Just in time for Christmas shopping, and just in case you’ve missed them, here are some suggestions from the World’s Largest Family Collection of Christmas albums:
Carolyn Arends, The Irrational Season–This album combines the whimsical freshness and realism of Carolyn’s own compositions mixed with some well rendered classics in her beguiling folk style. (“Do Not Be Afraid,” however, is a song for all year ’round: powerfully comforting.)
Steve Bell, The Feast of Seasons–This was my first “favourite Christian Christmas album,” and it’s still one of my favourites. The T. S. Eliot-evoking “Old Sage,” the plaintive “Magnificat,” the smooth guitar solos–no one who likes music can’t like this album.
Bob Bennett, Christmastide–just listened to it again this morning, and it’s a multifacted jewel of composition, arranging (way to go, Roy Salmond!), and performance. It takes several listens to get into the subtle layers of this deceptively “folky” album.
Chris Botti, December–Don’t be put off–or seduced–by Chris’s glamour boy album cover. And don’t listen to the jazz police who hate anyone smooth and popular, as Chris is. The guy can play, cats, and this album manages to both soothe and startle in its creativity.
The Carpenters, Christmas Collection–no one has sung like Karen, and no one has arranged like Richard (put your headphones on, sit still, and listen to “It Came Upon a Midnight Clear,” for Richard’s characteristic voice layering that now is done routinely by a capella groups, but this was thirty years ago)–but the guy can also wail on the piano (“Carol of the Bells”), as this terrific pop album attests.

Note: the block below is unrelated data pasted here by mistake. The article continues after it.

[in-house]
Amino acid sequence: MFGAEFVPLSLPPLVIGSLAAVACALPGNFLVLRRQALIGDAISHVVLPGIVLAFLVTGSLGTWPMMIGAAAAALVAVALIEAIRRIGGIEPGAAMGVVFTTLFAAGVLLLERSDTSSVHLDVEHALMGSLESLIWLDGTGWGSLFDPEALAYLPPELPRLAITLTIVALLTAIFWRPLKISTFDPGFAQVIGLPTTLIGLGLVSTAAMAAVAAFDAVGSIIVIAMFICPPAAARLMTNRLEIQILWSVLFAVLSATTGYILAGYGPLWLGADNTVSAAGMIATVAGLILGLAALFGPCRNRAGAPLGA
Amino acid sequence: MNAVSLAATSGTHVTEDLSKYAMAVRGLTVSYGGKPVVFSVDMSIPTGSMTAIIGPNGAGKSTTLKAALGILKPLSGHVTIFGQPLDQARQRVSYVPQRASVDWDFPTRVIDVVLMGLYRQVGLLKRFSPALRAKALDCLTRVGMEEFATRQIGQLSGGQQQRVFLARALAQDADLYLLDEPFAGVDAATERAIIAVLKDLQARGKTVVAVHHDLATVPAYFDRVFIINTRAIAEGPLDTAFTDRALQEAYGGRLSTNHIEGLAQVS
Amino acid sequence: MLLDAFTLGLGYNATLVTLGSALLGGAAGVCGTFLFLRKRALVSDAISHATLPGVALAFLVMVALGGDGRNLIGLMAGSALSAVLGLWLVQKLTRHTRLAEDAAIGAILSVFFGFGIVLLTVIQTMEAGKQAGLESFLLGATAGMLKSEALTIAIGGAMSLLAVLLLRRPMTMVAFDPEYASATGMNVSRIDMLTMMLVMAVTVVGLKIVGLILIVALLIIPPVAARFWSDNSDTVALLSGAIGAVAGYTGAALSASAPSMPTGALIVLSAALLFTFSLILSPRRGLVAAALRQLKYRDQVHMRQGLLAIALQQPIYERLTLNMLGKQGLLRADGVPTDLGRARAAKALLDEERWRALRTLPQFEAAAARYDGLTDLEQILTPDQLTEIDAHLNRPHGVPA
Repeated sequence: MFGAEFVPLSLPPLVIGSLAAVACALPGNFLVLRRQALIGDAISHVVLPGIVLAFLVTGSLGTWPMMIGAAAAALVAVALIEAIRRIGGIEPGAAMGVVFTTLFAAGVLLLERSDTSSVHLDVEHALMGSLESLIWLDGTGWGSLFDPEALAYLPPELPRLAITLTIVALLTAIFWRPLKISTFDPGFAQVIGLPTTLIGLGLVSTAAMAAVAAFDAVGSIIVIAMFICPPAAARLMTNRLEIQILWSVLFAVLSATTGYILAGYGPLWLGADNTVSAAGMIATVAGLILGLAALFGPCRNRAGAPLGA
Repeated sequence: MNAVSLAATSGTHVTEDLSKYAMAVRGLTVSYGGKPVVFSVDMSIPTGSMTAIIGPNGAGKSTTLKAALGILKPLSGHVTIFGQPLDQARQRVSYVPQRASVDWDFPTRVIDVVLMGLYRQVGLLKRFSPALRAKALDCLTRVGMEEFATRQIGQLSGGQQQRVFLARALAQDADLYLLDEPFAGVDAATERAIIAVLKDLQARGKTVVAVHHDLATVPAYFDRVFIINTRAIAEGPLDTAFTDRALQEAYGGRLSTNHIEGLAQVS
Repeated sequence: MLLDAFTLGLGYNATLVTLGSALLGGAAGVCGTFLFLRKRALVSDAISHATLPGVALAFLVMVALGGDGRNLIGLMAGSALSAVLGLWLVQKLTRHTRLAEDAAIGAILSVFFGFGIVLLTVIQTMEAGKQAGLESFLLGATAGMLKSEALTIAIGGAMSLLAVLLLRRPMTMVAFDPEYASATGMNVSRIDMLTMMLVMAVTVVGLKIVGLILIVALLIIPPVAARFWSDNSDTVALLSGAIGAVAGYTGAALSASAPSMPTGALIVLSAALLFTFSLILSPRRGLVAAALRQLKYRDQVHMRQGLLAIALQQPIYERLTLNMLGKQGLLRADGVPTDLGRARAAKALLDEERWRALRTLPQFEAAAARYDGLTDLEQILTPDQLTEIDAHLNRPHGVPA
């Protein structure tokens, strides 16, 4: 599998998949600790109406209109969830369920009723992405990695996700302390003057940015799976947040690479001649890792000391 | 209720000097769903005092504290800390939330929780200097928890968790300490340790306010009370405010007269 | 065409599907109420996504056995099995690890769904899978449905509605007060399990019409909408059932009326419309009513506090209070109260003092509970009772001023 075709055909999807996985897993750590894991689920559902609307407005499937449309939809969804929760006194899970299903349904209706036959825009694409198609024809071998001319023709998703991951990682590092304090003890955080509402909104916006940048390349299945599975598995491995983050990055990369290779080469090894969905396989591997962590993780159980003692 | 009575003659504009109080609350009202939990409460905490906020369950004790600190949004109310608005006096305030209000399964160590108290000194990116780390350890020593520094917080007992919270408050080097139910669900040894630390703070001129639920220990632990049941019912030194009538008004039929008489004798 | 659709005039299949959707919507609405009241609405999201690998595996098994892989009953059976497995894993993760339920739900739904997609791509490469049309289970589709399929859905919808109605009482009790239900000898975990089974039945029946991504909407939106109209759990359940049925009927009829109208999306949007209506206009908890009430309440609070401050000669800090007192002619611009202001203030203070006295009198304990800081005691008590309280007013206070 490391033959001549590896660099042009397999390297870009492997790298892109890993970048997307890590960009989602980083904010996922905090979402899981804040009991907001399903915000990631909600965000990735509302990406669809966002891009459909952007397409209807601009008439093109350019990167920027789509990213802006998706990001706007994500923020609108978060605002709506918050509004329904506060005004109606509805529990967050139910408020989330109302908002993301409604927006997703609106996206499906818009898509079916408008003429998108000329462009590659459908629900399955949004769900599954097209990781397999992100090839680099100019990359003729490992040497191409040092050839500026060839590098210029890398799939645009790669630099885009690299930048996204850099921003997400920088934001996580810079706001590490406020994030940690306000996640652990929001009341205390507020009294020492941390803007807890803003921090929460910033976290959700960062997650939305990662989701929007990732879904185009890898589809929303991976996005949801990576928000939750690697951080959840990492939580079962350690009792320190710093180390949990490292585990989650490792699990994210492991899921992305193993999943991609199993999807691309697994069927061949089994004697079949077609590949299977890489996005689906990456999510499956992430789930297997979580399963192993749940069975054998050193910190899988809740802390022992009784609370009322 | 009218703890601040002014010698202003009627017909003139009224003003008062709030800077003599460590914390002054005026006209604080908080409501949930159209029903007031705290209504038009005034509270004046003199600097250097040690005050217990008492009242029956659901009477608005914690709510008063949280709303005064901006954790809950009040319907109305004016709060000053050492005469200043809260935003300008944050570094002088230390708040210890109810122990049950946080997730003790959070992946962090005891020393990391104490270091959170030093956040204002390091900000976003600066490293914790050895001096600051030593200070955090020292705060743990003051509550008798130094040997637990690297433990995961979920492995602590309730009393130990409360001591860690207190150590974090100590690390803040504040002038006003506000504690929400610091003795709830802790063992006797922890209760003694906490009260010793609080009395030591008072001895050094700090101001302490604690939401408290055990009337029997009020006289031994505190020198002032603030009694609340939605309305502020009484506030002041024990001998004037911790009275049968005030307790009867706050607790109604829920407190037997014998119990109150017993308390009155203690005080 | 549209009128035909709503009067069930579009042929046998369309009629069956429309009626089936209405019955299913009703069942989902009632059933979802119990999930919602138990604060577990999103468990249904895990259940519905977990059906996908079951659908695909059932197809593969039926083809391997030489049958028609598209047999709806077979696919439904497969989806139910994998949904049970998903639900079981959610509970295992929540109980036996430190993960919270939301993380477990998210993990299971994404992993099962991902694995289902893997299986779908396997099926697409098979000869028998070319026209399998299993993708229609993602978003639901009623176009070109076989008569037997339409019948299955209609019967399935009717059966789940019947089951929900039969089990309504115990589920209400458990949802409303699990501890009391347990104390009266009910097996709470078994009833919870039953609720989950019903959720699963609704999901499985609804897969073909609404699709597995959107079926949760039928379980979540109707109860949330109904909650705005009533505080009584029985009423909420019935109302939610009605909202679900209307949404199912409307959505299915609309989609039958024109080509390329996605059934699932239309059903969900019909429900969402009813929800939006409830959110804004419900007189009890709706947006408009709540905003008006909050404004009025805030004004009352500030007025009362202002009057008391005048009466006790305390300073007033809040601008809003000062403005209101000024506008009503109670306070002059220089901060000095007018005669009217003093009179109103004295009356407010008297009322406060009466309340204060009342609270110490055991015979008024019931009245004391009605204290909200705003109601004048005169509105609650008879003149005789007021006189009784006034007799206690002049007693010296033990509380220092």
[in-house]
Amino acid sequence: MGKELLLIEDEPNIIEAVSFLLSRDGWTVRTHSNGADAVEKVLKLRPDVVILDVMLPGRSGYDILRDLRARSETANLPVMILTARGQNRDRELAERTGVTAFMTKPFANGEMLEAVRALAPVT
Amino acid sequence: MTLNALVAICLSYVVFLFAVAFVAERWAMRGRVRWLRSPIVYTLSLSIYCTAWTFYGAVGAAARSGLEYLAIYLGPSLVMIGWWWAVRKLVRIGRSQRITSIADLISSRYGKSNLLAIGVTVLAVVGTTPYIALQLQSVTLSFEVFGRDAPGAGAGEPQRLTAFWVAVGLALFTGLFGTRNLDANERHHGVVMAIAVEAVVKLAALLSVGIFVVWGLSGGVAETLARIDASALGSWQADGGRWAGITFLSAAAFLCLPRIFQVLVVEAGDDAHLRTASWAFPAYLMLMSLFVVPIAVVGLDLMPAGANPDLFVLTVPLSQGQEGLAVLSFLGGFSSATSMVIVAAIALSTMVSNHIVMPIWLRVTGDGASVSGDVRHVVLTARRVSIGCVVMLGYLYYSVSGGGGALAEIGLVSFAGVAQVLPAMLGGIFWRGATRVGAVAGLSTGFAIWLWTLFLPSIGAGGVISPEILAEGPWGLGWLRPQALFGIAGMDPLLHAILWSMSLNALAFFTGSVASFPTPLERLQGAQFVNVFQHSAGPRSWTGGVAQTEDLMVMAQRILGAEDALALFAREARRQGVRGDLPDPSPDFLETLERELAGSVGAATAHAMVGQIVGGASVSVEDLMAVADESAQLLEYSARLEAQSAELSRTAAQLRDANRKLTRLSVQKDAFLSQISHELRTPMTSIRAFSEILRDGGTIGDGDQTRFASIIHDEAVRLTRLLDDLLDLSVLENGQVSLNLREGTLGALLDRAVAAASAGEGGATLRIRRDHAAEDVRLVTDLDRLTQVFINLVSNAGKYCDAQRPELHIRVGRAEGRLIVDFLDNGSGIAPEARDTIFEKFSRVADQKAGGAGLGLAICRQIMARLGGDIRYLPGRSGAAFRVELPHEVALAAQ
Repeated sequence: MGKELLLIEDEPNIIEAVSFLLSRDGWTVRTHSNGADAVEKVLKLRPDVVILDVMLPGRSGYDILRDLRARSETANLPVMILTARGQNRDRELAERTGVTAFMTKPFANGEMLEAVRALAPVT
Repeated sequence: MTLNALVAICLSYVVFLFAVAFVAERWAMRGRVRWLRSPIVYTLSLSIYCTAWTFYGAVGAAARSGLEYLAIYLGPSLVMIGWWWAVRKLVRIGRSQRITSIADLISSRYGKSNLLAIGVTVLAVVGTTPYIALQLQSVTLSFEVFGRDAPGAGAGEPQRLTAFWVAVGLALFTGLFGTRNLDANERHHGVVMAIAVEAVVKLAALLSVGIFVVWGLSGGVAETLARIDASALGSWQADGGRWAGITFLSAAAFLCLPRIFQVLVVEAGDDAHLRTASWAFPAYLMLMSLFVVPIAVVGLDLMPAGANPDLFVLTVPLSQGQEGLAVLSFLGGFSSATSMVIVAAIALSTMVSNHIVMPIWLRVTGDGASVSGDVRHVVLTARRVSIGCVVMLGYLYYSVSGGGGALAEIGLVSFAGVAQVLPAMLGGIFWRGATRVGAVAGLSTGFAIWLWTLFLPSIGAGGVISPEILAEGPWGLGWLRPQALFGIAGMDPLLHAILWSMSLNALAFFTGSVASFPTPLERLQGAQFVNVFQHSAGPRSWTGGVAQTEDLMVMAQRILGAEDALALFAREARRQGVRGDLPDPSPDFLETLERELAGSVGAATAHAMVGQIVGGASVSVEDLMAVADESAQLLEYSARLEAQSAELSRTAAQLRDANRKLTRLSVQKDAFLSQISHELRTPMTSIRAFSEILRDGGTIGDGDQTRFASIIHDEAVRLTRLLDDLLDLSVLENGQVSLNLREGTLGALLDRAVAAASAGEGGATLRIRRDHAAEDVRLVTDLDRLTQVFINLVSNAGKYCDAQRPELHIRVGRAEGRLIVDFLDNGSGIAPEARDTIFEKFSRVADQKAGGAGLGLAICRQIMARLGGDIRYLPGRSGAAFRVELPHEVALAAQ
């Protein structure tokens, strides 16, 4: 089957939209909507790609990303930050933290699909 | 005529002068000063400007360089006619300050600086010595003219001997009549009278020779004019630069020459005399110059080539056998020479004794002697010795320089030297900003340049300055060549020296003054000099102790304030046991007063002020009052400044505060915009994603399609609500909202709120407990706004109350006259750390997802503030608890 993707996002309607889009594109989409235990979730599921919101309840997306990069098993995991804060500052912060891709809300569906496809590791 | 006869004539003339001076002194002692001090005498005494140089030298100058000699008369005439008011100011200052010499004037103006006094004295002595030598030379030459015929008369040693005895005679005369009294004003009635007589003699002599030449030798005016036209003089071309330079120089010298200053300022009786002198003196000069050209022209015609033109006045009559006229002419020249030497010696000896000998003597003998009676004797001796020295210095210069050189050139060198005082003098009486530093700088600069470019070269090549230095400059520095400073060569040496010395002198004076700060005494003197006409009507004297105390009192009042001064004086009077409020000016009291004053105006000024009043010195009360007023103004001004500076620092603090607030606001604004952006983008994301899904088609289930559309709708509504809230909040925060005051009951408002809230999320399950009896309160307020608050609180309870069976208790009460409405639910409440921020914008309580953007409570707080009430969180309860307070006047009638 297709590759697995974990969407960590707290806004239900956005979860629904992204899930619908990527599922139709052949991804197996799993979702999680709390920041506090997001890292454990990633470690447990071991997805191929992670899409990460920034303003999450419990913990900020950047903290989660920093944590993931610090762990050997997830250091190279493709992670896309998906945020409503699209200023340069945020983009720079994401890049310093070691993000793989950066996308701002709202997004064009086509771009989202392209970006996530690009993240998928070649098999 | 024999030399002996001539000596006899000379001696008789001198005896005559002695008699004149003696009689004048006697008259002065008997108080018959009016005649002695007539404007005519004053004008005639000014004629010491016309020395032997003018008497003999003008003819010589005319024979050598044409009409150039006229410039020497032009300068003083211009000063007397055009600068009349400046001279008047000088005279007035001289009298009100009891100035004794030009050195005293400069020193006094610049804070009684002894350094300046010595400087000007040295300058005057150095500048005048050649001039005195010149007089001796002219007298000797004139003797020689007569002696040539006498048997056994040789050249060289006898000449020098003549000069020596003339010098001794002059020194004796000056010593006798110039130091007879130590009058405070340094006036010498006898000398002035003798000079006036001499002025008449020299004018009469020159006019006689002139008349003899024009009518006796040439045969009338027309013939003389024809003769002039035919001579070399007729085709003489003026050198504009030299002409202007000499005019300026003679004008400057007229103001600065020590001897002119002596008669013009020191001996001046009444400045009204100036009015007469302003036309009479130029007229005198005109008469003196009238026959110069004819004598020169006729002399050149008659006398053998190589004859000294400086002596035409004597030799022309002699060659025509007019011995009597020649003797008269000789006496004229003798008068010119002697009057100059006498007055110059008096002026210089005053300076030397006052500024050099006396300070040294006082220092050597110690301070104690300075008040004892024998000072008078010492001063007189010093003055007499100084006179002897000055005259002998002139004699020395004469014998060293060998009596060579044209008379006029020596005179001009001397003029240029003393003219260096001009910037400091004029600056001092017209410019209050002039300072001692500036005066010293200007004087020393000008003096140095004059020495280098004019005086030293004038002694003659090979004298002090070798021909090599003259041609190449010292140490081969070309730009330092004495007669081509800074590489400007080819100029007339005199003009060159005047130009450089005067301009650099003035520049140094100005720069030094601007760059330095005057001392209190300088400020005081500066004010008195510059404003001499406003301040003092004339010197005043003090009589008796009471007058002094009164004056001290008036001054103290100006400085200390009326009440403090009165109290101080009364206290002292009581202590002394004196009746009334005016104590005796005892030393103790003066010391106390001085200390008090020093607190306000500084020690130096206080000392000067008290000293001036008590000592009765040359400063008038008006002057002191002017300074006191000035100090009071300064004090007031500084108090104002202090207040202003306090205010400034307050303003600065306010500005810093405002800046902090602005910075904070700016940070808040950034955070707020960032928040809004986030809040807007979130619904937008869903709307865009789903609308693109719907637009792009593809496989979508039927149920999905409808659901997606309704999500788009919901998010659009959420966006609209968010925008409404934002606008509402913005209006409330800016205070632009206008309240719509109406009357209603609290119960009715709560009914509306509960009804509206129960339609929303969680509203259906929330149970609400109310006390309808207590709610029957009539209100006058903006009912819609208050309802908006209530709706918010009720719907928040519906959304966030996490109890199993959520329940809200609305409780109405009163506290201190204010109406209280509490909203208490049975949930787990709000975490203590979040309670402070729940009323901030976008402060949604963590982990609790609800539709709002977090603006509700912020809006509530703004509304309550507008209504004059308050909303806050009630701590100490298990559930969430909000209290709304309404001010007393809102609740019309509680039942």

Bing Crosby, White Christmas–Bing recorded several Christmas albums, and here’s a good one to get you started. He is, after all, The Greatest Singer Ever, and even though some of his Christmas stuff is comically schmaltzy, no one sounds better when he’s serious–or swinging.
Vince Guaraldi Trio, A Charlie Brown Christmas–One of the more unlikely pairings in the history of television was the Charlie Brown Christmas special and the undeniably groovy jazz of Vince Guaraldi. On “Skating,” for example, listen closely to hear a master imitating two pianos as he comps with the left hand while the right hand sends up flurries of snowflakes. And the chords of “O Tannenbaum” have made one of the dullest of Yuletide songs into virtually a jazz standard.
Diana Krall, Christmas Songs–I admit it: I’m in love with Diana Krall and I have been since my wife and I first heard her at the Winnipeg Jazz Festivals before she achieved pop goddess status. (Yes, I heard her before you did and, yes, that makes me better than you.) This isn’t her best album musically, of course, but it is a fine album that puts Holly Cole in the shade as the silly phrase-stretcher that she sometimes is while adding a welcome bit of fireside smoke to classics grown thick over the years with sugar-coating.
Kathy Mattea, Good News–Sister Kathy sings it as if she means it, which she does. And this good ol’ country album goes well beyond good ol’ country (with the almost-too-clever “There’s a New Kid in Town”) to some intriguing vocal arrangements (“Good News”) and simply the best version available of “Mary, Did You Know?”
Mannheim Steamroller, [all of them, but the earlier, the better]–I know, I know, the Mannheim Steamroller does tend to steamroll over some pieces in overproduced, overwrought enthusiasm. But “Silent Night” is unforgettable, “Hark, the Herald Angels Sing” is a rocking blast, and “Bring a Torch, Jeanette, Isabella” tugs at the heartstrings.
And, yes, G. F. Handel’s Messiah has some pretty singable stuff in it, too. Give it a listen if you haven’t already.